great Urban series, but bad decisions derailed it..
Premiering in the fall of 1994, this was a great urban action/drama series, it could have lasted for longer than it did. There were excellent musical guests every week, lifting from the Soul, R&B & Jazz worlds.. It was consistently in the top 3 of Urban Households (i.e., black/Latino), but struggled to get crossover ratings during its run. Despite the show clearly having a big Urban following, allegedly the network and/or production studio did not have much in the way of promotional merchandise to accompany the program. The show aired for most of its run on Thursdays, 9 p.m. Eastern Time, directly competing with the then-juggernaut of NBC's 1990's Thursday block of "Must See TV" shows like Seinfeld, Friends, E.R., etc. The then-head of urban music label Uptown/MCA records, Andre' Harrell, was part of the initial team who pitched the show, initially called "Uptown Undercover" before it was accepted by FOX. Producer Dick Wolf of the "Law & Order" franchise was intrigued, and helped secure network support.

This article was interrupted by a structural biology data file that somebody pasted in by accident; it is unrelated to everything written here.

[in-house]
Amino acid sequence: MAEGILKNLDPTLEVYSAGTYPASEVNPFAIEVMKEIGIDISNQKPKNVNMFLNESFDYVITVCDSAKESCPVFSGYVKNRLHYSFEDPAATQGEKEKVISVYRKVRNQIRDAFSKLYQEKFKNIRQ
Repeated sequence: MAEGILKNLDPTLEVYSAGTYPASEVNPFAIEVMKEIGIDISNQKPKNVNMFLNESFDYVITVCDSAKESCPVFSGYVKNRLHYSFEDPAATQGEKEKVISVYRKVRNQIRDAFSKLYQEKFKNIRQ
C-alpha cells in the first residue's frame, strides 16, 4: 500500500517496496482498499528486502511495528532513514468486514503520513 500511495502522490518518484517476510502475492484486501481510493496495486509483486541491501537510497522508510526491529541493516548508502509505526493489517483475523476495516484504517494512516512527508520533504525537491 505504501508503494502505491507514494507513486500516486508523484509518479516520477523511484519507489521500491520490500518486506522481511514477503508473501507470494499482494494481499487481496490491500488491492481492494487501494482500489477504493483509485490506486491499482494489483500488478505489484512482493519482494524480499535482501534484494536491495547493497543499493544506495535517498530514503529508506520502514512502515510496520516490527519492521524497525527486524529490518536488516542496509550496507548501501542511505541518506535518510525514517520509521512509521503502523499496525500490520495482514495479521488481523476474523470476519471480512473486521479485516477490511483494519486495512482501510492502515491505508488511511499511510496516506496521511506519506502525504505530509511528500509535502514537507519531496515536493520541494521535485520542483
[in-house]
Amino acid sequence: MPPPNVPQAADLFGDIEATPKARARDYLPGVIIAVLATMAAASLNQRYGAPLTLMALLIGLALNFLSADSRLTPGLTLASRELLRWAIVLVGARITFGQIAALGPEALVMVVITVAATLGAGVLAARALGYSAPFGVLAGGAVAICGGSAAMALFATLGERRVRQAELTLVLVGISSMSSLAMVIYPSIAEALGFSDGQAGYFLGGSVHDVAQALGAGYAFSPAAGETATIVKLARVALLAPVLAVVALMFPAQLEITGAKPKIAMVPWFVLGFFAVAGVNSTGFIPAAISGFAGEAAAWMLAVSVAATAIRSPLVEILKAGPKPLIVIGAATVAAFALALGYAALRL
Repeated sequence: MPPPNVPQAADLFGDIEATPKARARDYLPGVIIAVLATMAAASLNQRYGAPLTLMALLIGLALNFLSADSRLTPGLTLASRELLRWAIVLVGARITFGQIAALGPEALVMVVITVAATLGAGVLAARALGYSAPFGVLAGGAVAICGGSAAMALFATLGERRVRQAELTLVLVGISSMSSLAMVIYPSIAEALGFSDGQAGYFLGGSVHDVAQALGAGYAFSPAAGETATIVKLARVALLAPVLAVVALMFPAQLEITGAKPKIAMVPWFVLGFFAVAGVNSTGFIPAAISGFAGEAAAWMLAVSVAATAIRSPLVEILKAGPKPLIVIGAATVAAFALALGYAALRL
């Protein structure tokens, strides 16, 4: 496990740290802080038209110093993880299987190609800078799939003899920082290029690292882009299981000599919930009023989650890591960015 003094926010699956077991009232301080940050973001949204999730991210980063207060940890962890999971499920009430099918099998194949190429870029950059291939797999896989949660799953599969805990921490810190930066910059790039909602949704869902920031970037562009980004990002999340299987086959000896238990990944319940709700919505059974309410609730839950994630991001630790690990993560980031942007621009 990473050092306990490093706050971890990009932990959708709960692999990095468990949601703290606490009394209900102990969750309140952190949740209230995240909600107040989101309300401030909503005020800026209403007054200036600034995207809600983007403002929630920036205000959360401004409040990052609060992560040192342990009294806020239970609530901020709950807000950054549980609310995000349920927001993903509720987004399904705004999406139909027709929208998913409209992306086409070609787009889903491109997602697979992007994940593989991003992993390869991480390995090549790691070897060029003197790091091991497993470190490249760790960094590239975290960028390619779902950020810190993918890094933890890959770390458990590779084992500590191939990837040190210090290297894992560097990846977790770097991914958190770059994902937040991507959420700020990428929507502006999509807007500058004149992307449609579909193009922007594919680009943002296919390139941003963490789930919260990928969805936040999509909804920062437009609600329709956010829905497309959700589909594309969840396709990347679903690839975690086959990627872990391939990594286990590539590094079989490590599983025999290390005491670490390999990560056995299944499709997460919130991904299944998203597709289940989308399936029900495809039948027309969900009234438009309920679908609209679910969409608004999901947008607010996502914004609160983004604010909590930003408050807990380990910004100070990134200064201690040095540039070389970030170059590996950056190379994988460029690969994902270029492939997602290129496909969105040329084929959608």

Malik Yoba and Michael DeLorenzo play detectives J.C. Williams and Eddie Torres, two young New York undercover cops stationed at the 4th Precinct in Harlem. Their boss is the tough but fair "Lou", Lieutenant Virginia Cooper (Patti D'arbanville-Quinn). Their adventures usually revolved around solving crimes committed in their Harlem district, which ran the gambit from drugs, sex crimes, murders, kidnappings and more.